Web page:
particularly good, which is why I use the maximum possible resolution. By
doing so, I've always gotten, clean, non-artifact, non-flickering still pans
and zooms. I haven't tried it in Premiere Pro, yet, but this was how I did
it in Premiere 6.0 and 6.5.

>
 

Tony

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"PTRAVEL" <ptravel88-usenet@yahoo.com> wrote in message
news:2i9buqFk8ejuU1@uni-berlin.de...
> > Does Premiere do filtering to reduce interlace artifacts (flickering of
> small details)?
>
>
> It doesn't do filtering. However, Premiere's resampling algorithms aren't
> particularly good, which is why I use the maximum possible resolution. By
> doing so, I've always gotten, clean, non-artifact, non-flickering still
pans
> and zooms. I haven't tried it in Premiere Pro, yet, but this was how I
did
> it in Premiere 6.0 and 6.5.

Just deinterlace it if you have that problem. I haven't found any
significant drop in quality when deinterlacing a still picture.

There is another filter that solves the problem as well, without
deinterlacing - I don't remember which, but maybe someone else will. It was
mentioned about a month or so ago.
 
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"Tony" <tony23@dslextreme.com> wrote in message
news:10bv2gs590o58a1@corp.supernews.com...
> "PTRAVEL" <ptravel88-usenet@yahoo.com> wrote in message
> news:2i9buqFk8ejuU1@uni-berlin.de...
> > > Does Premiere do filtering to reduce interlace artifacts (flickering
of
> > small details)?
> >
> >
> > It doesn't do filtering. However, Premiere's resampling algorithms
aren't
> > particularly good, which is why I use the maximum possible resolution.
By
> > doing so, I've always gotten, clean, non-artifact, non-flickering still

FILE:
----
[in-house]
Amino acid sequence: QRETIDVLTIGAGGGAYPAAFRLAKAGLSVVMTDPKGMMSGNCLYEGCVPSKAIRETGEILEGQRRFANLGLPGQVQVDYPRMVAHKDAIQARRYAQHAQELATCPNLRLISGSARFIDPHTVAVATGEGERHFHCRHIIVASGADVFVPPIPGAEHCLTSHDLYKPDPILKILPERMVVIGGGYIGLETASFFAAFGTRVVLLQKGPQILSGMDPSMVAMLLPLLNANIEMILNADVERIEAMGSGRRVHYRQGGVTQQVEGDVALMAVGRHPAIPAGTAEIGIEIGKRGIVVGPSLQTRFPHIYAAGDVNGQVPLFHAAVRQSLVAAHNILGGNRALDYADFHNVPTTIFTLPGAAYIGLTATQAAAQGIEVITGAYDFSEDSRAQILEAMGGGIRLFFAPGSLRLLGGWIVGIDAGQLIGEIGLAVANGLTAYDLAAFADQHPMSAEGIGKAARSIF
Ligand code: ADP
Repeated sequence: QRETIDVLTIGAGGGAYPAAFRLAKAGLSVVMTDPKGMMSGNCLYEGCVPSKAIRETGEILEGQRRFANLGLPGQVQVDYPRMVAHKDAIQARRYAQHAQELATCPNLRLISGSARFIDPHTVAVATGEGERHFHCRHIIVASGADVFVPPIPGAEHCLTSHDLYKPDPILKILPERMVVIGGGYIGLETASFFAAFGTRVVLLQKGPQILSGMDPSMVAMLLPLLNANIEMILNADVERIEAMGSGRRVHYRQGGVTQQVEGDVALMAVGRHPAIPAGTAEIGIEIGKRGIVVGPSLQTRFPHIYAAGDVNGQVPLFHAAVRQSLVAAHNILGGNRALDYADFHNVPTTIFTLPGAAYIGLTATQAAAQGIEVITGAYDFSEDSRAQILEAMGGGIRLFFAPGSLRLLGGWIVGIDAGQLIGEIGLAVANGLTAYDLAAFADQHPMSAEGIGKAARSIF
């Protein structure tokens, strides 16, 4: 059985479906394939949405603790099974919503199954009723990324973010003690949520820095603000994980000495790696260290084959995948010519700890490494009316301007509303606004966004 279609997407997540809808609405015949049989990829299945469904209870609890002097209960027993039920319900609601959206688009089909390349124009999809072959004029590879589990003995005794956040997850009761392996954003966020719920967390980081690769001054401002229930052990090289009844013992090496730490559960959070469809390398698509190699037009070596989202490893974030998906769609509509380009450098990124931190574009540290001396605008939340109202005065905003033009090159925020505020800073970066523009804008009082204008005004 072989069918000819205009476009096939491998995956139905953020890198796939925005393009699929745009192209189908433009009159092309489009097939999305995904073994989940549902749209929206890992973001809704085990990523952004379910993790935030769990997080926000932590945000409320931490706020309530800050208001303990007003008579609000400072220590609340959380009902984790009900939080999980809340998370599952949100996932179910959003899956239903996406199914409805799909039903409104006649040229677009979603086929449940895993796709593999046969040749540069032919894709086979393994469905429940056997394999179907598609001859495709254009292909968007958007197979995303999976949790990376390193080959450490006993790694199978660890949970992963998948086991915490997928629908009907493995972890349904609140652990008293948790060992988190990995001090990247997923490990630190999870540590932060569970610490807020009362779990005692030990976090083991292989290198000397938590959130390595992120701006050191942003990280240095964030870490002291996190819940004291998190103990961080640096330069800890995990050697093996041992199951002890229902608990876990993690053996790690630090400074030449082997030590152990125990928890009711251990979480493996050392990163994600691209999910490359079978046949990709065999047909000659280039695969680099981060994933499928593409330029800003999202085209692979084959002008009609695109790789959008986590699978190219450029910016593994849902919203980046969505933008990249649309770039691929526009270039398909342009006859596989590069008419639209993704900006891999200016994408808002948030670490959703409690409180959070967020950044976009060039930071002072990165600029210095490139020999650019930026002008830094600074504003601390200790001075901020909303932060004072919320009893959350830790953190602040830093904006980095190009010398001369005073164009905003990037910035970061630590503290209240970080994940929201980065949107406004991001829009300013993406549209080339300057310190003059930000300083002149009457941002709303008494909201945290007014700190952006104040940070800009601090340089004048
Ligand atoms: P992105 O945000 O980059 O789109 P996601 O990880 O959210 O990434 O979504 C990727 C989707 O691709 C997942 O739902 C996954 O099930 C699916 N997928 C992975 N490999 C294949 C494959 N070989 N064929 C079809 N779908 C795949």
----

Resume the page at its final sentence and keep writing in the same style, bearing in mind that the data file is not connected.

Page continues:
> pans
> > and zooms. I haven't tried it in Premiere Pro, yet, but this was how I
> did
> > it in Premiere 6.0 and 6.5.
>
> Just deinterlace it if you have that problem. I haven't found any
> significant drop in quality when deinterlacing a still picture.

This isn't a deinterlace issue. When using Image Pan transform in Premiere,
the internal resizing algorithms in Premiere result in considerable
artifacts when zooming or panning the image. These cannot be fixed using
deinterlace which, in any event, is applicable only to imported stills, not
to stills which have been animated using Image Pan.

>
> There is another filter that solves the problem as well, without
> deinterlacing - I don't remember which, but maybe someone else will. It
was
> mentioned about a month or so ago.

This is an old issue, and one that is well-documented. The solution I've
given is the only one that works with the Image Pan transform.


>
>
 
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PTRAVEL wrote:
> snip <
>
> When using Image Pan transform in
> Premiere, the internal resizing algorithms in Premiere result in
> considerable artifacts when zooming or panning the image. These
> cannot be fixed using deinterlace which, in any event, is applicable
> only to imported stills, not to stills which have been animated using
> Image Pan.
>
> snip more <


Or you could use Vegas which does not have these issues at all :)
(Sorry folks but I had to say it. Please note the smiley.)

Mike
 
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> This isn't a deinterlace issue. When using Image Pan transform in
Premiere,
> the internal resizing algorithms in Premiere result in considerable
> artifacts when zooming or panning the image. These cannot be fixed
using
> deinterlace which, in any event, is applicable only to imported
stills, not
> to stills which have been animated using Image Pan.

If you do a lot of this, it might be worthwhile to investigate Moving
Pictures from stagetools.com. I'm playing around with the demo and
though it's expensive, it's quite easy to use and I haven't noticed any
artifacts as of yet.
 
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"Morrmar" <morrmar@myway.com-no spam> wrote in message news:<ImQvc.17546$BH2.7118@bignews3.bellsouth.net>...
> > This isn't a deinterlace issue. When using Image Pan transform in
> Premiere,
> > the internal resizing algorithms in Premiere result in considerable
> > artifacts when zooming or panning the image. These cannot be fixed
> using
> > deinterlace which, in any event, is applicable only to imported
> stills, not
> > to stills which have been animated using Image Pan.
>
> If you do a lot of this, it might be worthwhile to investigate Moving
> Pictures from stagetools.com. I'm playing around with the demo and
> though it's expensive, it's quite easy to use and I haven't noticed any
> artifacts as of yet.

When I don't want to do this in Premiere, I use a program called
Imaginate, which gives control over virtually every conceivable
parameter related to "Ken Burnsing" a still.